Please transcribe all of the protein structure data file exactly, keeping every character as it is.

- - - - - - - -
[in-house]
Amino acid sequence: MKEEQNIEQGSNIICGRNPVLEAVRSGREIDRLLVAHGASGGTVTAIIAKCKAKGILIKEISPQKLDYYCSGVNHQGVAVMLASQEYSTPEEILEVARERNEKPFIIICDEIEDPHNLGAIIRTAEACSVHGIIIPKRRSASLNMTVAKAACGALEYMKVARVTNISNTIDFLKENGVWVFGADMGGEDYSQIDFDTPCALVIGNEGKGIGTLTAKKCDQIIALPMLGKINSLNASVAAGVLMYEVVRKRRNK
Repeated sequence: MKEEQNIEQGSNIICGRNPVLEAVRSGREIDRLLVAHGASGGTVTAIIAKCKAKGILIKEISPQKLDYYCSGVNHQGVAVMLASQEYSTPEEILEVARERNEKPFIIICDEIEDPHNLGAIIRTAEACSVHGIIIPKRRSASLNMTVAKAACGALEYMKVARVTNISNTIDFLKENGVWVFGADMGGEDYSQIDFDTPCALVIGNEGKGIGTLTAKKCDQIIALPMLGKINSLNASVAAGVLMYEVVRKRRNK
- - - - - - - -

[in-house]
Amino acid sequence: MKEEQNIEQGSNIICGRNPVLEAVRSGREIDRLLVAHGASGGTVTAIIAKCKAKGILIKEISPQKLDYYCSGVNHQGVAVMLASQEYSTPEEILEVARERNEKPFIIICDEIEDPHNLGAIIRTAEACSVHGIIIPKRRSASLNMTVAKAACGALEYMKVARVTNISNTIDFLKENGVWVFGADMGGEDYSQIDFDTPCALVIGNEGKGIGTLTAKKCDQIIALPMLGKINSLNASVAAGVLMYEVVRKRRNK
Repeated sequence: MKEEQNIEQGSNIICGRNPVLEAVRSGREIDRLLVAHGASGGTVTAIIAKCKAKGILIKEISPQKLDYYCSGVNHQGVAVMLASQEYSTPEEILEVARERNEKPFIIICDEIEDPHNLGAIIRTAEACSVHGIIIPKRRSASLNMTVAKAACGALEYMKVARVTNISNTIDFLKENGVWVFGADMGGEDYSQIDFDTPCALVIGNEGKGIGTLTAKKCDQIIALPMLGKINSLNASVAAGVLMYEVVRKRRNK